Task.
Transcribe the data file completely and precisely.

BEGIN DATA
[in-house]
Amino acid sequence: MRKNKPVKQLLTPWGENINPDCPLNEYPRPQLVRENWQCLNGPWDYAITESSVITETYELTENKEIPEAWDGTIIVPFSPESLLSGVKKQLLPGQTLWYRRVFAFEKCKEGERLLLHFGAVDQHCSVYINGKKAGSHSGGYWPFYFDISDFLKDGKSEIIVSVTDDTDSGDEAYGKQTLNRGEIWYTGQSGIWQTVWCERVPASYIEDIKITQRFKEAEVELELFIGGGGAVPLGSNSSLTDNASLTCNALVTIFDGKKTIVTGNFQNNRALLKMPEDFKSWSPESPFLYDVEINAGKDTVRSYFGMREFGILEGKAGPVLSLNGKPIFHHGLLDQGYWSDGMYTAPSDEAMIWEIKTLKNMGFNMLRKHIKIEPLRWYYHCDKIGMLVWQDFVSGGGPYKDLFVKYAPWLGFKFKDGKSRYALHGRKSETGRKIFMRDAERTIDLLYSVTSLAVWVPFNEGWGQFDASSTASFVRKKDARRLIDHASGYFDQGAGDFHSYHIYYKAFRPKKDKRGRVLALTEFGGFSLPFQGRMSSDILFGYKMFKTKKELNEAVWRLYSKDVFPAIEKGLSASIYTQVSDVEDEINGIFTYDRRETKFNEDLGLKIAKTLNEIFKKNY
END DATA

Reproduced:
[in-house]
Amino acid sequence: MRKNKPVKQLLTPWGENINPDCPLNEYPRPQLVRENWQCLNGPWDYAITESSVITETYELTENKEIPEAWDGTIIVPFSPESLLSGVKKQLLPGQTLWYRRVFAFEKCKEGERLLLHFGAVDQHCSVYINGKKAGSHSGGYWPFYFDISDFLKDGKSEIIVSVTDDTDSGDEAYGKQTLNRGEIWYTGQSGIWQTVWCERVPASYIEDIKITQRFKEAEVELELFIGGGGAVPLGSNSSLTDNASLTCNALVTIFDGKKTIVTGNFQNNRALLKMPEDFKSWSPESPFLYDVEINAGKDTVRSYFGMREFGILEGKAGPVLSLNGKPIFHHGLLDQGYWSDGMYTAPSDEAMIWEIKTLKNMGFNMLRKHIKIEPLRWYYHCDKIGMLVWQDFVSGGGPYKDLFVKYAPWLGFKFKDGKSRYALHGRKSETGRKIFMRDAERTIDLLYSVTSLAVWVPFNEGWGQFDASSTASFVRKKDARRLIDHASGYFDQGAGDFHSYHIYYKAFRPKKDKRGRVLALTEFGGFSLPFQGRMSSDILFGYKMFKTKKELNEAVWRLYSKDVFPAIEKGLSASIYTQVSDVEDEINGIFTYDRRETKFNEDLGLKIAKTLNEIFKKNY